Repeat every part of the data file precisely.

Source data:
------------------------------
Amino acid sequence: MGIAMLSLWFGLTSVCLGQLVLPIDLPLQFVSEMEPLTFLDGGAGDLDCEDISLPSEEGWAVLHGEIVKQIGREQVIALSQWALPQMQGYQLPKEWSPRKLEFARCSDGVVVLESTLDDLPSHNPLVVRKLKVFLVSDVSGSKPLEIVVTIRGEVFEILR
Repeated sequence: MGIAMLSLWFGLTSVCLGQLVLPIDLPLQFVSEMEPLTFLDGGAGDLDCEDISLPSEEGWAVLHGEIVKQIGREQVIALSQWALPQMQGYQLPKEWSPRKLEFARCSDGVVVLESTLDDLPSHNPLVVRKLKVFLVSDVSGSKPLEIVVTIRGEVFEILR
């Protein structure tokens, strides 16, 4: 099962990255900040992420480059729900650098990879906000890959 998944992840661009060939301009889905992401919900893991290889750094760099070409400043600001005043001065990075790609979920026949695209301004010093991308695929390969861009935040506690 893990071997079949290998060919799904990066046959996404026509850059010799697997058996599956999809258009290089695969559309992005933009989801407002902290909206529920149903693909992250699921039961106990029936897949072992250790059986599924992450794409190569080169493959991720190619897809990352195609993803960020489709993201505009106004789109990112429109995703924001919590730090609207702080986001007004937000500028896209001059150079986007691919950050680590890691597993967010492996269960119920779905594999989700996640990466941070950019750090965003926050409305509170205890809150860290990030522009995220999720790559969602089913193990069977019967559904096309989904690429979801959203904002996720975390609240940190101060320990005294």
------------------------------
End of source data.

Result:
Amino acid sequence: MGIAMLSLWFGLTSVCLGQLVLPIDLPLQFVSEMEPLTFLDGGAGDLDCEDISLPSEEGWAVLHGEIVKQIGREQVIALSQWALPQMQGYQLPKEWSPRKLEFARCSDGVVVLESTLDDLPSHNPLVVRKLKVFLVSDVSGSKPLEIVVTIRGEVFEILR
Repeated sequence: MGIAMLSLWFGLTSVCLGQLVLPIDLPLQFVSEMEPLTFLDGGAGDLDCEDISLPSEEGWAVLHGEIVKQIGREQVIALSQWALPQMQGYQLPKEWSPRKLEFARCSDGVVVLESTLDDLPSHNPLVVRKLKVFLVSDVSGSKPLEIVVTIRGEVFEILR
């Protein structure tokens, strides 16, 4: 099962990255900040992420480059729900650098990879906000890959 998944992840661009060939301009889905992401919900893991290889750094760099070409400043600001005043001065990075790609979920026949695209301004010093991308695929390969861009935040506690 893990071997079949290998060919799904990066046959996404026509850059010799697997058996599956999809258009290089695969559309992005933009989801407002902290909206529920149903693909992250699921039961106990029936897949072992250790059986599924992450794409190569080169493959991720190619897809990352195609993803960020489709993201505009106004789109990112429109995703924001919590730090609207702080986001007004937000500028896209001059150079986007691919950050680590890691597993967010492996269960119920779905594999989700996640990466941070950019750090965003926050409305509170205890809150860290990030522009995220999720790559969602089913193990069977019967559904096309989904690429979801959203904002996720975390609240940190101060320990005294």